The Mobile Recruiting Market Is About to Get Very Hot

The social recruiting hype went huge and has not burst, but mobile has followed a stealth, almost, cult adoption. Over the next 12 months the continued convergence of mobile and social will catapult mobile to the front of recruiters’ minds.

As an industry, recruitment is suffering the growing pains of mobile web. You know you need to support mobile, and reap the rewards of the powerful digital marketing and engagement channel, but it is not clear what the objective is, or how to go about it.

Is mobile the ultimate connectivity tool providing employer information and candidate communication? Or is it the new way to apply for jobs? Maybe it is the next best referral tool? Perhaps it is the ideal back-office device allowing the candidate database to be carried in your pocket! Perhaps the true jackpot mobile recruiting solution is still waiting to be discovered.

Recent research shows that 31% of the global $5.3 billion mobile advertising spend is to achieve market presence, while 25% is for lead generation. If recruitment followed the same pattern, this would be 31% for employer branding and 25% to attract applications; but today most companies have pushed mobile off the agenda in place of social media. The problem with this typical approach is social media is rapidly morphing into mobile!

When recruiters first started to experiment with social media the challenge was around what candidates wanted. On mobile the problem is not what do candidates want to do via mobile, because the answer to this is very easy — everything and anything! We only need to look at other sectors such as finance, retail, classifieds, vouchers, restaurants, travel, healthcare, education, publishing, etc. to realize that the user already knows the power of their handset. It is the recruitment industry which is slow to fulfil the candidate demand.

The recruitment industry’s difficulty is that today’s candidate processing workflows and systems are not always mobile friendly. This is no shock, as they were designed to solve a different problem: mass volume of resumes sent by email.

So what innovation is coming out of the marketplace to maximize candidate engagement via mobile? Where can you start using connected smartphones to make a difference?

Jibe, the firm from New York better known for its social recruiting solutions, has launched a branded mobile website solution which it feels opens up mobile as a job application channel. Its approach integrates with the ATS and mashes up “LinkedIn Apply.” The end result allows candidates to “import” their LinkedIn profile as a resume to the ATS application process. This works very well and for simple online application journeys is a great approach.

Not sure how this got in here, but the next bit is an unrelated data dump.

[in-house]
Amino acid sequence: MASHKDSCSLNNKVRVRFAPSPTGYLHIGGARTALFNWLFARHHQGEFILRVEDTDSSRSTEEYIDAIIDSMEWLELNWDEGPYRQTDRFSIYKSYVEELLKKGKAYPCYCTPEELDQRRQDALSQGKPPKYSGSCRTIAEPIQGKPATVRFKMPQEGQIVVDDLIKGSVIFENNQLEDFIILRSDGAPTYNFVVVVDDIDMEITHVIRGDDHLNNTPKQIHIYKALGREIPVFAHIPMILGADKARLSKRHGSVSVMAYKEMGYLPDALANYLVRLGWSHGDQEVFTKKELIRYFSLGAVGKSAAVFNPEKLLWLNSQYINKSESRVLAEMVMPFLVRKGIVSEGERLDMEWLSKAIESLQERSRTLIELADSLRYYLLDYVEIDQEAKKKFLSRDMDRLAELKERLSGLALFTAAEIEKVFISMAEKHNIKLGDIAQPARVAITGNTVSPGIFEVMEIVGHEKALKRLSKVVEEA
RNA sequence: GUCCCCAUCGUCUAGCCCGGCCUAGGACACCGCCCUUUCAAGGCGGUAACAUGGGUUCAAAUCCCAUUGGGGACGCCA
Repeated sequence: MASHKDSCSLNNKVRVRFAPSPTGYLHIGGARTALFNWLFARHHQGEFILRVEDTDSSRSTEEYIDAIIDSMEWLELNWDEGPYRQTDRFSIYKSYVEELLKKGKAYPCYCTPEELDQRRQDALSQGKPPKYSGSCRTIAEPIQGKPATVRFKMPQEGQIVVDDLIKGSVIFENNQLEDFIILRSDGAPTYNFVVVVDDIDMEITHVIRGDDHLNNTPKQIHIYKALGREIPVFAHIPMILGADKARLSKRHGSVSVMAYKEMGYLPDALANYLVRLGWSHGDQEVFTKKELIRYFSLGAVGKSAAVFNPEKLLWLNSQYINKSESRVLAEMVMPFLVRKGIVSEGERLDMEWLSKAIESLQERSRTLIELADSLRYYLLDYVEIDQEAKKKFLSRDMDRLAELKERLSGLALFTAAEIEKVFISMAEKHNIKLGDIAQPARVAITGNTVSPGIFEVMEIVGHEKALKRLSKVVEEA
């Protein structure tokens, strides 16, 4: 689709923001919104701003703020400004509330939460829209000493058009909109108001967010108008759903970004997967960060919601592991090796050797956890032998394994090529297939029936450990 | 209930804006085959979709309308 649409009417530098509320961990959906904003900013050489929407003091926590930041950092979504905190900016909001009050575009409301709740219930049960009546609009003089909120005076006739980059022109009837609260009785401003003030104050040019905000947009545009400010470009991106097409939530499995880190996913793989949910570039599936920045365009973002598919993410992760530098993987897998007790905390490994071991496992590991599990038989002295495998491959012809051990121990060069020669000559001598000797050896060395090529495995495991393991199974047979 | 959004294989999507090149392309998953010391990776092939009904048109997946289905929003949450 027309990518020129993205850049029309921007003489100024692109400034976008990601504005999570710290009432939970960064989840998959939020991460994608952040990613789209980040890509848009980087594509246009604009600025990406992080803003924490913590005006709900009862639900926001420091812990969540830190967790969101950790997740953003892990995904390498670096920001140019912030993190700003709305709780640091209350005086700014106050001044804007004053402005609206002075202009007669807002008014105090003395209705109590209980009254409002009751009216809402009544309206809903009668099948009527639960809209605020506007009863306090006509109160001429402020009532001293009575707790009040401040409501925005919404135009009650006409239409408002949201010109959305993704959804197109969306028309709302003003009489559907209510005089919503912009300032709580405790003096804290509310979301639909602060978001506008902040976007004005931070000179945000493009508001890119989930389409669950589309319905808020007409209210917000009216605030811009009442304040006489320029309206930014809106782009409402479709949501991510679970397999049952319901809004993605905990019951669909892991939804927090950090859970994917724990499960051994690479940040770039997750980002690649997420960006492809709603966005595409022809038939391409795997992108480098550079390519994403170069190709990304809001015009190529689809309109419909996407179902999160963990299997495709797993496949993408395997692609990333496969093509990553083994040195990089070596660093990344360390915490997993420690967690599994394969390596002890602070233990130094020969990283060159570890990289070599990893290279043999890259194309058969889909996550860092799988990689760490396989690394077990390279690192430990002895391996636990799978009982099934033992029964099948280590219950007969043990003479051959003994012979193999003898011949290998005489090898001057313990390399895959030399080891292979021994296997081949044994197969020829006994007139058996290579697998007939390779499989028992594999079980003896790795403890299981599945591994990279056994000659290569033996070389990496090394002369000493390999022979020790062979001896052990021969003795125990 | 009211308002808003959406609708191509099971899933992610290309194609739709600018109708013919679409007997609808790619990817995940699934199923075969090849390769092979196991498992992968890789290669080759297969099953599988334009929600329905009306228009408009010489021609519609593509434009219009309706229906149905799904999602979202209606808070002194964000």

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It is of course not the only vendor to recognize LinkedIn as a mobile-friendly CV, but it is one of the few to integrate with the ATS to support things like “filter questions.” When I watched the Jibe demo, I was grinning from ear to ear. It answered all the challenges I have never seen good solutions for.

CareerBuilder, who we typically consider to be a “traditional” job board, is making waves in mobile. Instead of flirting with social media gambles such as Monster with BeKnown, it has invested in mobile recruiting services. The latest service is known as “Mobile Ambasador,” which is a mobile intranet spiced up with social networking features such as chat and video. On the surface it would appear that CareerBuilder is moving into the social collaboration space, going head to head with Yammer. It has kept its recruitment roots in this new product with a great recruitment referral feature. With some top global 100 companies achieving 40% referral/ internal/alumni hires, the opportunity to maximize each and every employee as a recruiter is very powerful. I am sure this space of mobile-based corporate collaboration with recruiting undertones will be a boom space.

Now that we have an internal referral tool and a public application solution, what about mobilizing our back-office operations? I recently chatted with Bullhorn about its mobile features. It has delivered a feature-full, mobile-friendly solution to provide recruiters full access to candidate databases and customer databases. This allows edits to made directly to customer records during on-site meetings or straight after a call. It provides the very latest information of potential candidates prior to a company meeting. CRM is a powerful tool, but carrying it in your pocket is going to enhance the service that recruiting firms can deliver to companies and to candidates.

I see the missing piece to the puzzle being great brand and campaign management tool on mobile. But guess what? I spoke the other day to a seedling startup focused on that exact issue.